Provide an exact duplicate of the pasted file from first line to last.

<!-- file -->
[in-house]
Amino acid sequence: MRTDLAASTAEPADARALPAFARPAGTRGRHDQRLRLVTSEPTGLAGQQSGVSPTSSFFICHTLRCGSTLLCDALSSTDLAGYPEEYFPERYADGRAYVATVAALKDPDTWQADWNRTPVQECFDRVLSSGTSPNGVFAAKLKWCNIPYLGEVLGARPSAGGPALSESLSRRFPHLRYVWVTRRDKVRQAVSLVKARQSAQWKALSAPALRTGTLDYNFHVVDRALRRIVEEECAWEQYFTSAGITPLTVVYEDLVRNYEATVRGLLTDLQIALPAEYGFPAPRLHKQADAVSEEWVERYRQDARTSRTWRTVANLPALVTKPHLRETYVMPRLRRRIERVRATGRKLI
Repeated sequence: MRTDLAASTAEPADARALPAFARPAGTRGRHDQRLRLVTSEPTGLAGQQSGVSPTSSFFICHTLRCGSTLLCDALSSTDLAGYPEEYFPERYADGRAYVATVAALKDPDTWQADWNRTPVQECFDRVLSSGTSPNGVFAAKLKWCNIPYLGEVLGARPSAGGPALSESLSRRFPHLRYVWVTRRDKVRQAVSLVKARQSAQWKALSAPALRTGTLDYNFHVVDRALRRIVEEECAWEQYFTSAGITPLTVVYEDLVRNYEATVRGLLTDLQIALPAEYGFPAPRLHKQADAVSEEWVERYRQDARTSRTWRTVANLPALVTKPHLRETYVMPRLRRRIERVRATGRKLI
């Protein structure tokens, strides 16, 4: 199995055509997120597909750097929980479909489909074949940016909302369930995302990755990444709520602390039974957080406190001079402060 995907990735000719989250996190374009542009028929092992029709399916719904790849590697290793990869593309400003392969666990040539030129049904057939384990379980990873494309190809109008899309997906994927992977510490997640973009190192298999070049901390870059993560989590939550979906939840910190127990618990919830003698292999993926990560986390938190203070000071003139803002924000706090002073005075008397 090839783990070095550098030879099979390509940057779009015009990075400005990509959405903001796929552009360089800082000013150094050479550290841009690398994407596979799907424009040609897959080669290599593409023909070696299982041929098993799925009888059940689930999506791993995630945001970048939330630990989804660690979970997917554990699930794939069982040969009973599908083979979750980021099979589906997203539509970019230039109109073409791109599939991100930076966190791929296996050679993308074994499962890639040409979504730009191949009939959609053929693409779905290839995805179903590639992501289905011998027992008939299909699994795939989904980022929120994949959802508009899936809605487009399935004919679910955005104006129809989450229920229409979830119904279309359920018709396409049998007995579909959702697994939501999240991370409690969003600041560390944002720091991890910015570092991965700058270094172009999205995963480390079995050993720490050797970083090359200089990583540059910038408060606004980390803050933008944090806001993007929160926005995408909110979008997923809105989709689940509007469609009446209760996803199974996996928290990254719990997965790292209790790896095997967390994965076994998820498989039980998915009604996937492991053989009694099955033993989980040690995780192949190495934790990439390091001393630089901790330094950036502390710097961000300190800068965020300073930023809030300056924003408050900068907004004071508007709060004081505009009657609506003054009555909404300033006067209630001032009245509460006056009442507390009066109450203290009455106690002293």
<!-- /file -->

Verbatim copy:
[in-house]
Amino acid sequence: MRTDLAASTAEPADARALPAFARPAGTRGRHDQRLRLVTSEPTGLAGQQSGVSPTSSFFICHTLRCGSTLLCDALSSTDLAGYPEEYFPERYADGRAYVATVAALKDPDTWQADWNRTPVQECFDRVLSSGTSPNGVFAAKLKWCNIPYLGEVLGARPSAGGPALSESLSRRFPHLRYVWVTRRDKVRQAVSLVKARQSAQWKALSAPALRTGTLDYNFHVVDRALRRIVEEECAWEQYFTSAGITPLTVVYEDLVRNYEATVRGLLTDLQIALPAEYGFPAPRLHKQADAVSEEWVERYRQDARTSRTWRTVANLPALVTKPHLRETYVMPRLRRRIERVRATGRKLI
Repeated sequence: MRTDLAASTAEPADARALPAFARPAGTRGRHDQRLRLVTSEPTGLAGQQSGVSPTSSFFICHTLRCGSTLLCDALSSTDLAGYPEEYFPERYADGRAYVATVAALKDPDTWQADWNRTPVQECFDRVLSSGTSPNGVFAAKLKWCNIPYLGEVLGARPSAGGPALSESLSRRFPHLRYVWVTRRDKVRQAVSLVKARQSAQWKALSAPALRTGTLDYNFHVVDRALRRIVEEECAWEQYFTSAGITPLTVVYEDLVRNYEATVRGLLTDLQIALPAEYGFPAPRLHKQADAVSEEWVERYRQDARTSRTWRTVANLPALVTKPHLRETYVMPRLRRRIERVRATGRKLI
């Protein structure tokens, strides 16, 4: 199995055509997120597909750097929980479909489909074949940016909302369930995302990755990444709520602390039974957080406190001079402060 995907990735000719989250996190374009542009028929092992029709399916719904790849590697290793990869593309400003392969666990040539030129049904057939384990379980990873494309190809109008899309997906994927992977510490997640973009190192298999070049901390870059993560989590939550979906939840910190127990618990919830003698292999993926990560986390938190203070000071003139803002924000706090002073005075008397 090839783990070095550098030879099979390509940057779009015009990075400005990509959405903001796929552009360089800082000013150094050479550290841009690398994407596979799907424009040609897959080669290599593409023909070696299982041929098993799925009888059940689930999506791993995630945001970048939330630990989804660690979970997917554990699930794939069982040969009973599908083979979750980021099979589906997203539509970019230039109109073409791109599939991100930076966190791929296996050679993308074994499962890639040409979504730009191949009939959609053929693409779905290839995805179903590639992501289905011998027992008939299909699994795939989904980022929120994949959802508009899936809605487009399935004919679910955005104006129809989450229920229409979830119904279309359920018709396409049998007995579909959702697994939501999240991370409690969003600041560390944002720091991890910015570092991965700058270094172009999205995963480390079995050993720490050797970083090359200089990583540059910038408060606004980390803050933008944090806001993007929160926005995408909110979008997923809105989709689940509007469609009446209760996803199974996996928290990254719990997965790292209790790896095997967390994965076994998820498989039980998915009604996937492991053989009694099955033993989980040690995780192949190495934790990439390091001393630089901790330094950036502390710097961000300190800068965020300073930023809030300056924003408050900068907004004071508007709060004081505009009657609506003054009555909404300033006067209630001032009245509460006056009442507390009066109450203290009455106690002293």